resilience starts with information
What It’s Like to Evacuate a Museum in a Natural Disaster
The journalist was not having it. He tailed the museum director out the door. “Are you looting the museum for your own personal means?” he demanded. “I totally saw you slip something into your car earlier today.”
Obviously, the emergency evacuation of the state museum of “Smithsonia” was not going according to plan.
This scene played out at the Smithsonian on a recent Wednesday afternoon, during an exercise in which a group of cultural-heritage professionals and emergency responders tried to evacuate the fictional Smithsonia museum after a pretend cyclone. They had all come to Washington, D.C., for the weeklong Heritage Emergency and Response Training, or HEART, hoping to learn how museums can plan for natural disasters or even war.
The HEART organizers did not make it easy: The museum’s collection was scattered and uncatalogued, the staff were largely absent, the aforementioned reporter was snooping around for dirt, and the museum’s director was, well, you already know. To successfully evacuate the museum, the team would have to navigate egos, bureaucracies, and public opinion—plus…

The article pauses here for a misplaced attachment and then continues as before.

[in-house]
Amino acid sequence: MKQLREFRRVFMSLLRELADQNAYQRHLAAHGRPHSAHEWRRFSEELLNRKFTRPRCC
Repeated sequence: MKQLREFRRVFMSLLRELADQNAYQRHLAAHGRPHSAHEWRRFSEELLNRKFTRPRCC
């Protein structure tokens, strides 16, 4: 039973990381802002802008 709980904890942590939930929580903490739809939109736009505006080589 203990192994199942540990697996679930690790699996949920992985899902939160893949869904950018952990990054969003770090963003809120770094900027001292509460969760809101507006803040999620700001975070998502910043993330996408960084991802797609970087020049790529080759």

How Businesses Should Approach Social Media During Times of Disaster
In the past few months, we have witnessed a series of devastating tragedies unfold in the U.S. From Hurricane Harvey in Texas to Hurricane Irma in south Florida to Hurricane Maria in Puerto Rico to the mass shooting in Las Vegas, it’s been one disaster after another. And in the wake of a tragedy, people want reassurance that their loved ones are safe.
Enter social media.
When phone calls no longer go through and text messages aren’t answered, loved ones will instinctively turn to social media for help. It’s become the go-to channel for users since Hurricane Sandy demonstrated the power of social media during a disaster. Through Facebook, Twitter, Instagram and other platforms, users get firsthand information from people…
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